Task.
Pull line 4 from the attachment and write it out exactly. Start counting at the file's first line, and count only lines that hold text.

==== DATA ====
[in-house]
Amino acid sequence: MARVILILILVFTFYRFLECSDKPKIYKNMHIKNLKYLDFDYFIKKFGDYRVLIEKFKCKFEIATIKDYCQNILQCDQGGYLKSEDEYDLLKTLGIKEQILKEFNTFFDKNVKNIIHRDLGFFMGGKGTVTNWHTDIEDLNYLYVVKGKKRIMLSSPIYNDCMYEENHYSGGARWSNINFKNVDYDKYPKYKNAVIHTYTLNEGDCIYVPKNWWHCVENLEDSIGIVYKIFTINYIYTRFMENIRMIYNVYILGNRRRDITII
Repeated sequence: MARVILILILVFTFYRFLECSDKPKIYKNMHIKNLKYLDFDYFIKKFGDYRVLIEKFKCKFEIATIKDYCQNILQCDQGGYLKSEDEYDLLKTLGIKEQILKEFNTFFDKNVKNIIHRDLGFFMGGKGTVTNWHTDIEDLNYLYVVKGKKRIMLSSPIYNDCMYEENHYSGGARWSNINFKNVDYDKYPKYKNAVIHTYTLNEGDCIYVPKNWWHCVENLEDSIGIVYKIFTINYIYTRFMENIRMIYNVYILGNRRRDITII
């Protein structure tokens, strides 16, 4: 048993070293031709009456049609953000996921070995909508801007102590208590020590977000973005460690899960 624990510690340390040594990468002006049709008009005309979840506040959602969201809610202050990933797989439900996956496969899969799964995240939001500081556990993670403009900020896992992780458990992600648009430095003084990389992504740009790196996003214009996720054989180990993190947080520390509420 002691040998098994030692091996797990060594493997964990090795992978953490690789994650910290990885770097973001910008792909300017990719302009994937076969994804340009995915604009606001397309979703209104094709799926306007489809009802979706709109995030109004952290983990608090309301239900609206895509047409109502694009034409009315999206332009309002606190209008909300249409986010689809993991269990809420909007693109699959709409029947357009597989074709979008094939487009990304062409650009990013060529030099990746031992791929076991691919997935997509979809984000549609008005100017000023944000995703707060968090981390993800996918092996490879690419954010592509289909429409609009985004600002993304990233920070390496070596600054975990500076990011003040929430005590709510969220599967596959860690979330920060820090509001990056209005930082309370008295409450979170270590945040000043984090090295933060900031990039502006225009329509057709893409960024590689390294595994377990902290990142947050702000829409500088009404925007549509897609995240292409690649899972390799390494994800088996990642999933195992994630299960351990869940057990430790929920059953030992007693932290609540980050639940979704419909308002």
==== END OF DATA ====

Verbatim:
């Protein structure tokens, strides 16, 4: 048993070293031709009456049609953000996921070995909508801007102590208590020590977000973005460690899960 624990510690340390040594990468002006049709008009005309979840506040959602969201809610202050990933797989439900996956496969899969799964995240939001500081556990993670403009900020896992992780458990992600648009430095003084990389992504740009790196996003214009996720054989180990993190947080520390509420 002691040998098994030692091996797990060594493997964990090795992978953490690789994650910290990885770097973001910008792909300017990719302009994937076969994804340009995915604009606001397309979703209104094709799926306007489809009802979706709109995030109004952290983990608090309301239900609206895509047409109502694009034409009315999206332009309002606190209008909300249409986010689809993991269990809420909007693109699959709409029947357009597989074709979008094939487009990304062409650009990013060529030099990746031992791929076991691919997935997509979809984000549609008005100017000023944000995703707060968090981390993800996918092996490879690419954010592509289909429409609009985004600002993304990233920070390496070596600054975990500076990011003040929430005590709510969220599967596959860690979330920060820090509001990056209005930082309370008295409450979170270590945040000043984090090295933060900031990039502006225009329509057709893409960024590689390294595994377990902290990142947050702000829409500088009404925007549509897609995240292409690649899972390799390494994800088996990642999933195992994630299960351990869940057990430790929920059953030992007693932290609540980050639940979704419909308002």